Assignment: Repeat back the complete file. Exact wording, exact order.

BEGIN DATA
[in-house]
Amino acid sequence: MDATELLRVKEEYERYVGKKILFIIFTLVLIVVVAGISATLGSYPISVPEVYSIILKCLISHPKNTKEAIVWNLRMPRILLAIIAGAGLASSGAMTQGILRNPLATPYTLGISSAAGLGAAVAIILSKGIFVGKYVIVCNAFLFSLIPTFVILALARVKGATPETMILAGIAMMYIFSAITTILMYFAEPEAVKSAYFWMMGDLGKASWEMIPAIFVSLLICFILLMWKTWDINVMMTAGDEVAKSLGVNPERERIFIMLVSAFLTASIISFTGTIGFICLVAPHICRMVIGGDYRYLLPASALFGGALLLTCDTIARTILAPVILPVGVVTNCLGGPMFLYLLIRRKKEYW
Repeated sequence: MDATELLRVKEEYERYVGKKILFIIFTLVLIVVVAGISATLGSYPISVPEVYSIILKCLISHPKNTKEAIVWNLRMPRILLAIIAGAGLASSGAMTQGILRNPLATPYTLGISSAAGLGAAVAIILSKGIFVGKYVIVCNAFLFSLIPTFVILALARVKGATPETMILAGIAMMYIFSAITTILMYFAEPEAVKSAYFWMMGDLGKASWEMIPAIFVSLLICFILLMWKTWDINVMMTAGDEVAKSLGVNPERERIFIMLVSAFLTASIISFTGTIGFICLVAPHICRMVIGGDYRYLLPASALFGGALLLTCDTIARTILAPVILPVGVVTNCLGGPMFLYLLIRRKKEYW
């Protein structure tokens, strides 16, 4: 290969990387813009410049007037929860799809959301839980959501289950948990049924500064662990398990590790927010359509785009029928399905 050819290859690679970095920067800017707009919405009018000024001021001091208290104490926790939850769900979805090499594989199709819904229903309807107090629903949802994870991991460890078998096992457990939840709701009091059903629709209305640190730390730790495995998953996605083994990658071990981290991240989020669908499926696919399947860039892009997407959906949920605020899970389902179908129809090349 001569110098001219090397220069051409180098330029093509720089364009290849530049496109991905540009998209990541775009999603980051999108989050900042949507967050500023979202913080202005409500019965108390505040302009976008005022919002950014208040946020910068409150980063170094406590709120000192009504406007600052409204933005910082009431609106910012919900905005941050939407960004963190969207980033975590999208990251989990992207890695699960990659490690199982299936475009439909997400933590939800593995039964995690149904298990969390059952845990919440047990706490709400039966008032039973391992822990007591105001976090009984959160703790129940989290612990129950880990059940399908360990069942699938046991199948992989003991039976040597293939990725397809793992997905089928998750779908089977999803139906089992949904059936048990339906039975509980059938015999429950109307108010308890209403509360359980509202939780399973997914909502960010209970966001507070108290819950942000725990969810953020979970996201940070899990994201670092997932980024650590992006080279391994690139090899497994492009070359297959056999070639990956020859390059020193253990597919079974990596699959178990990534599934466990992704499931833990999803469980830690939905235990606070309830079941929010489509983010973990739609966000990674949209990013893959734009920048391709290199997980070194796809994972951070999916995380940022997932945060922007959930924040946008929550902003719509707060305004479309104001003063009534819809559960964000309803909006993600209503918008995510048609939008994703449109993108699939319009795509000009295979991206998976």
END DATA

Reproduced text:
[in-house]
Amino acid sequence: MDATELLRVKEEYERYVGKKILFIIFTLVLIVVVAGISATLGSYPISVPEVYSIILKCLISHPKNTKEAIVWNLRMPRILLAIIAGAGLASSGAMTQGILRNPLATPYTLGISSAAGLGAAVAIILSKGIFVGKYVIVCNAFLFSLIPTFVILALARVKGATPETMILAGIAMMYIFSAITTILMYFAEPEAVKSAYFWMMGDLGKASWEMIPAIFVSLLICFILLMWKTWDINVMMTAGDEVAKSLGVNPERERIFIMLVSAFLTASIISFTGTIGFICLVAPHICRMVIGGDYRYLLPASALFGGALLLTCDTIARTILAPVILPVGVVTNCLGGPMFLYLLIRRKKEYW
Repeated sequence: MDATELLRVKEEYERYVGKKILFIIFTLVLIVVVAGISATLGSYPISVPEVYSIILKCLISHPKNTKEAIVWNLRMPRILLAIIAGAGLASSGAMTQGILRNPLATPYTLGISSAAGLGAAVAIILSKGIFVGKYVIVCNAFLFSLIPTFVILALARVKGATPETMILAGIAMMYIFSAITTILMYFAEPEAVKSAYFWMMGDLGKASWEMIPAIFVSLLICFILLMWKTWDINVMMTAGDEVAKSLGVNPERERIFIMLVSAFLTASIISFTGTIGFICLVAPHICRMVIGGDYRYLLPASALFGGALLLTCDTIARTILAPVILPVGVVTNCLGGPMFLYLLIRRKKEYW
């Protein structure tokens, strides 16, 4: 290969990387813009410049007037929860799809959301839980959501289950948990049924500064662990398990590790927010359509785009029928399905 050819290859690679970095920067800017707009919405009018000024001021001091208290104490926790939850769900979805090499594989199709819904229903309807107090629903949802994870991991460890078998096992457990939840709701009091059903629709209305640190730390730790495995998953996605083994990658071990981290991240989020669908499926696919399947860039892009997407959906949920605020899970389902179908129809090349 001569110098001219090397220069051409180098330029093509720089364009290849530049496109991905540009998209990541775009999603980051999108989050900042949507967050500023979202913080202005409500019965108390505040302009976008005022919002950014208040946020910068409150980063170094406590709120000192009504406007600052409204933005910082009431609106910012919900905005941050939407960004963190969207980033975590999208990251989990992207890695699960990659490690199982299936475009439909997400933590939800593995039964995690149904298990969390059952845990919440047990706490709400039966008032039973391992822990007591105001976090009984959160703790129940989290612990129950880990059940399908360990069942699938046991199948992989003991039976040597293939990725397809793992997905089928998750779908089977999803139906089992949904059936048990339906039975509980059938015999429950109307108010308890209403509360359980509202939780399973997914909502960010209970966001507070108290819950942000725990969810953020979970996201940070899990994201670092997932980024650590992006080279391994690139090899497994492009070359297959056999070639990956020859390059020193253990597919079974990596699959178990990534599934466990992704499931833990999803469980830690939905235990606070309830079941929010489509983010973990739609966000990674949209990013893959734009920048391709290199997980070194796809994972951070999916995380940022997932945060922007959930924040946008929550902003719509707060305004479309104001003063009534819809559960964000309803909006993600209503918008995510048609939008994703449109993108699939319009795509000009295979991206998976």